Microbiome

The term “microbiome” refers to the microorganisms that live on or inside another organism.

They interact with each other and with their host and can be classified as beneficial (symbiotic) or dangerous (pathogenic) (16).

Microbiome in humans can account for 90% of the cells by a ratio of 10:1 (17).

New studies point out that the number of bacteria in the body is of the same order as the number of human cells (18).

Most of these microorganisms inhabit the gut.

The microbiome effectively adds a huge amount of genes to the human genome, potentially increasing it up to 200 times (19).

As a result, the composition of the human microbiome could be important in the context of health or disease.

They interact with each other and with their host and can be classified as beneficial (symbiotic) or dangerous (pathogenic) (16).

Microbiome in humans can account for 90% of the cells by a ratio of 10:1 (17).

New studies point out that the number of bacteria in the body is of the same order as the number of human cells (18).

Most of these microorganisms inhabit the gut.

The microbiome effectively adds a huge amount of genes to the human genome, potentially increasing it up to 200 times (19).

As a result, the composition of the human microbiome could be important in the context of health or disease.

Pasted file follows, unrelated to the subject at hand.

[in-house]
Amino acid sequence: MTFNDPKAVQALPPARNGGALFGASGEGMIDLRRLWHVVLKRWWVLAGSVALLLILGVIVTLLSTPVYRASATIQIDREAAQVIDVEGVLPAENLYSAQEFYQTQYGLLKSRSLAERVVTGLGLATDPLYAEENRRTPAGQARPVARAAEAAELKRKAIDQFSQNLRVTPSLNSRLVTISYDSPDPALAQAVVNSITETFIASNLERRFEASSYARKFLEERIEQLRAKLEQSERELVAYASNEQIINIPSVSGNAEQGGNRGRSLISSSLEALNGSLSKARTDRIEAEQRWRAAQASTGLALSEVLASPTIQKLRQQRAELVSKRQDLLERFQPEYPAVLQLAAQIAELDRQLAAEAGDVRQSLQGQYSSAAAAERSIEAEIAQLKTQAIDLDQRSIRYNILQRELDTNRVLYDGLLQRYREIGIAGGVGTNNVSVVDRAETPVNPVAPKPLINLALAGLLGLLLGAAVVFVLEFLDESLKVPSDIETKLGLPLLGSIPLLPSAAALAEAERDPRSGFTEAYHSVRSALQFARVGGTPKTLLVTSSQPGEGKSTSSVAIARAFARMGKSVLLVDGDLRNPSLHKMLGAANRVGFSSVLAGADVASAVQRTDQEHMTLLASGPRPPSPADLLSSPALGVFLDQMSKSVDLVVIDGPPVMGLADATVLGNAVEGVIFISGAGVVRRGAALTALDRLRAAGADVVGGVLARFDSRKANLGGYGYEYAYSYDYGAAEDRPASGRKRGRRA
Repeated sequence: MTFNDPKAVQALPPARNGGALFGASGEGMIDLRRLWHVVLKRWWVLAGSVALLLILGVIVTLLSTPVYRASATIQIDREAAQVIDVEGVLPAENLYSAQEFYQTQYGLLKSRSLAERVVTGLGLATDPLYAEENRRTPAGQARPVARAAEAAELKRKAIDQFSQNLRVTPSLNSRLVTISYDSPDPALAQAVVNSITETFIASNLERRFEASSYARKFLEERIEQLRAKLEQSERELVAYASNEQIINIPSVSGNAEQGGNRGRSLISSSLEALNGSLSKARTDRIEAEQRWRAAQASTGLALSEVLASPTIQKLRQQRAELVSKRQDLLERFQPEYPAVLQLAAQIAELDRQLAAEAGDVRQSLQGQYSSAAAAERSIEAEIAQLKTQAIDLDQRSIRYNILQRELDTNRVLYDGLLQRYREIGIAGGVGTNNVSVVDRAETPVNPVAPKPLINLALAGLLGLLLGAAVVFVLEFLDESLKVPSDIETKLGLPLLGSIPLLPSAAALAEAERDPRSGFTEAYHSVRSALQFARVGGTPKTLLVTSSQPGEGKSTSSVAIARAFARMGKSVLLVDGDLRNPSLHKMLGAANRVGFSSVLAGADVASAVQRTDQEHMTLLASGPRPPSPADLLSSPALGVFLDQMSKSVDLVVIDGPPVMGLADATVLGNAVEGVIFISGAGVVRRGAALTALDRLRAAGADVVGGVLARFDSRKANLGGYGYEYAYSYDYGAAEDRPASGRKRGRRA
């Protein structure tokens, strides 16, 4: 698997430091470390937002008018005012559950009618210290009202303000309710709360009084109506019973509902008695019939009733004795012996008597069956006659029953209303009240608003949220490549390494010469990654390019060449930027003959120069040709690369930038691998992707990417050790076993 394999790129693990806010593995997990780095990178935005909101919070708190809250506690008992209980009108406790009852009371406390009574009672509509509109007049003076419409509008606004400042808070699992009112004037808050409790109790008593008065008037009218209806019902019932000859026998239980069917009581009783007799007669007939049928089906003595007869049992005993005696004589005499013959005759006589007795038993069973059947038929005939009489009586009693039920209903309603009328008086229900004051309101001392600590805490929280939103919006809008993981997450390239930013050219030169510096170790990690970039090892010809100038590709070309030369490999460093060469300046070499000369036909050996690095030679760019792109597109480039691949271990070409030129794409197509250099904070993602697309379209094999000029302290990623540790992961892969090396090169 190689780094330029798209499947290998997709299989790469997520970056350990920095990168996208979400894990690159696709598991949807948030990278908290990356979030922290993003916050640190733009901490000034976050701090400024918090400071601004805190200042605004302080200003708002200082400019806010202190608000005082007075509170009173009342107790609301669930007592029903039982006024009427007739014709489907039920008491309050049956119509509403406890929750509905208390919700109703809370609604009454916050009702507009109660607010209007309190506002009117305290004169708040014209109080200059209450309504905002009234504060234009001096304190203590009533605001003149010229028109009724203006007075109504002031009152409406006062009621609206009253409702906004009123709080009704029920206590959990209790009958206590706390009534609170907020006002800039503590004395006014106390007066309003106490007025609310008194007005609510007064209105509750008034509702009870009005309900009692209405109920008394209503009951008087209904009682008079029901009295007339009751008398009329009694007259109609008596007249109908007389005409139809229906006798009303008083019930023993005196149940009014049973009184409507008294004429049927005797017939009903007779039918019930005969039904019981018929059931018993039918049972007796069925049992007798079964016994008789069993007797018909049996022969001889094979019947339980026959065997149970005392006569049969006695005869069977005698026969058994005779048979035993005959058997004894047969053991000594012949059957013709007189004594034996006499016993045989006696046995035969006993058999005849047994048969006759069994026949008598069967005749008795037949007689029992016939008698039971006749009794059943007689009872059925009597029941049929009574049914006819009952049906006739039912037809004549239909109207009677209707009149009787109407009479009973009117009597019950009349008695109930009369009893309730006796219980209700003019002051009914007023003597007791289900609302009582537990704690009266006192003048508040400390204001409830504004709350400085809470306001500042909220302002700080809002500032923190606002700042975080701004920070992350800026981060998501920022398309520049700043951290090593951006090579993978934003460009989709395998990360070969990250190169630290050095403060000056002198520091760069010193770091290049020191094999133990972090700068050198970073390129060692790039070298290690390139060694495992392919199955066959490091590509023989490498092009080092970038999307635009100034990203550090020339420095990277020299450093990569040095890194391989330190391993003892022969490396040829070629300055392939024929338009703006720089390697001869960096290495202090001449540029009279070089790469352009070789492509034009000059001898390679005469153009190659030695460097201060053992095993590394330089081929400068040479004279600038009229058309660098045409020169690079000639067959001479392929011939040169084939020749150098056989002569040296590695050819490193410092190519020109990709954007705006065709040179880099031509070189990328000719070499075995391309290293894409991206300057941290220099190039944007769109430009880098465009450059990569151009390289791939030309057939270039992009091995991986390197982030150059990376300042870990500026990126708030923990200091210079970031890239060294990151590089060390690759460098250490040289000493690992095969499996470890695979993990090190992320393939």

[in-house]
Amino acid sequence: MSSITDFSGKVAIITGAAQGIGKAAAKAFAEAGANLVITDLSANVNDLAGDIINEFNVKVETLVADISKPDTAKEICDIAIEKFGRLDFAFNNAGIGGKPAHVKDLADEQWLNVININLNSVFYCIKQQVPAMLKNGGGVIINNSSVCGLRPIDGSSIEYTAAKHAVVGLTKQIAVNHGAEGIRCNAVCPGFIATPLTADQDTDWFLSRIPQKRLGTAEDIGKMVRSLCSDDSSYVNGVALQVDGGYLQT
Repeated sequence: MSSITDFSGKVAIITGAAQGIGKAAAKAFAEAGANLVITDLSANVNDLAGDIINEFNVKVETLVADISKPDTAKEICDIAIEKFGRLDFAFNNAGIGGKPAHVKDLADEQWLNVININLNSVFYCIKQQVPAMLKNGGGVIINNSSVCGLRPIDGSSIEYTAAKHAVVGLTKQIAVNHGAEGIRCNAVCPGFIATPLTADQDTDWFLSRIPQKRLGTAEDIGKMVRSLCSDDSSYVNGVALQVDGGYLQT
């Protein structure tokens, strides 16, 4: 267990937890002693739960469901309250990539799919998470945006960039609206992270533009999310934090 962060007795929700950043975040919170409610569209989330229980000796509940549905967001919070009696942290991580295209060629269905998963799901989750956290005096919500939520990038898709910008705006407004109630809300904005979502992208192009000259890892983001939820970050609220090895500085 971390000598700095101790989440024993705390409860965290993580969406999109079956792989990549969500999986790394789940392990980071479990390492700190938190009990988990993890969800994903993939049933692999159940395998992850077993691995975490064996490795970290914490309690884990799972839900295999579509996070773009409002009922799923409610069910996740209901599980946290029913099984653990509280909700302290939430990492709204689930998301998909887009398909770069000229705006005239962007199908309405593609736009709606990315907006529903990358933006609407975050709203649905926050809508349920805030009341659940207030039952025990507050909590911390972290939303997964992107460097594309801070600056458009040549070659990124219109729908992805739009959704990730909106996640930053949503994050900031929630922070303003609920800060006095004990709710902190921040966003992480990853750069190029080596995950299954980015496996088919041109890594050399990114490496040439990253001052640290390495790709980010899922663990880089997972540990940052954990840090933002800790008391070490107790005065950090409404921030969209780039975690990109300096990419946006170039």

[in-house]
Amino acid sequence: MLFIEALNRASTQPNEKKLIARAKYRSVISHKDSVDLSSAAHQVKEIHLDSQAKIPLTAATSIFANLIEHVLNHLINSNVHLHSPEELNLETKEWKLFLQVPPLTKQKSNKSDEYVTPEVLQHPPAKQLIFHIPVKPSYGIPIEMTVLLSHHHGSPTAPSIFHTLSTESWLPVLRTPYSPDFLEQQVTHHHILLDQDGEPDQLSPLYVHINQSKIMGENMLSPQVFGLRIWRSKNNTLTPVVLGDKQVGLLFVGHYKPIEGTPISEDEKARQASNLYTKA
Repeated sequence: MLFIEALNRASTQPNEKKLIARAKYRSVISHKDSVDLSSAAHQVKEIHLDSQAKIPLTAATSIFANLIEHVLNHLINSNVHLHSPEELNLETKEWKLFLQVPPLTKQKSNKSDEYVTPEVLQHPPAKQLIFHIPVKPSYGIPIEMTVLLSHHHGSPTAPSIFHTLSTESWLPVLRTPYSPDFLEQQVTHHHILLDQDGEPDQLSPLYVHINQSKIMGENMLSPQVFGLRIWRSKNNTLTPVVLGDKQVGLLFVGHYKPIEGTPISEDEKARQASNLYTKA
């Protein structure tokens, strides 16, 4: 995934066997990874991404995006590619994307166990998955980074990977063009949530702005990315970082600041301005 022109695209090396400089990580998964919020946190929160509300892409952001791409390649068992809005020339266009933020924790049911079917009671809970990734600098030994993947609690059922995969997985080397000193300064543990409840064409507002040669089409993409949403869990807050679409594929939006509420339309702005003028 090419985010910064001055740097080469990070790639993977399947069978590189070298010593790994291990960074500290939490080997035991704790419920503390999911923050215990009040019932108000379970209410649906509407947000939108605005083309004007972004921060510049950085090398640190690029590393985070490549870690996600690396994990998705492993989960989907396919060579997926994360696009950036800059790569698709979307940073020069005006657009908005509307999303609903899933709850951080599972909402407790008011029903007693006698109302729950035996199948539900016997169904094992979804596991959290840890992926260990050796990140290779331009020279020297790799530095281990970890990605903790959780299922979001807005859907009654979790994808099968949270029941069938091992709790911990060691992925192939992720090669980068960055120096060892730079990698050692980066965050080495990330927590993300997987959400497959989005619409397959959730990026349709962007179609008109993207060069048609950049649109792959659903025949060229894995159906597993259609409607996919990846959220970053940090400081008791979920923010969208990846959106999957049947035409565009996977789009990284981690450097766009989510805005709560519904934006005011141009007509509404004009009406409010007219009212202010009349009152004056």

Microbiome in humans can account for 90% of the cells by a ratio of 10:1 (17).

New studies point out that the number of bacteria in the body is of the same order as the number of human cells (18).

Most of these microorganisms inhabit the gut.

The microbiome effectively adds a huge amount of genes to the human genome, potentially increasing it up to 200 times (19).

As a result, the composition of the human microbiome could be important in the context of health or disease.

Human Gut Microbiome and Implications in Food Allergy

The GIT has a very important immune function in developing either effector or tolerant responses to different antigens by balancing the activities of Th1 and Th2 cells as well as regulating Th17 and T regulatory (Treg) cells in the lamina propria (2023).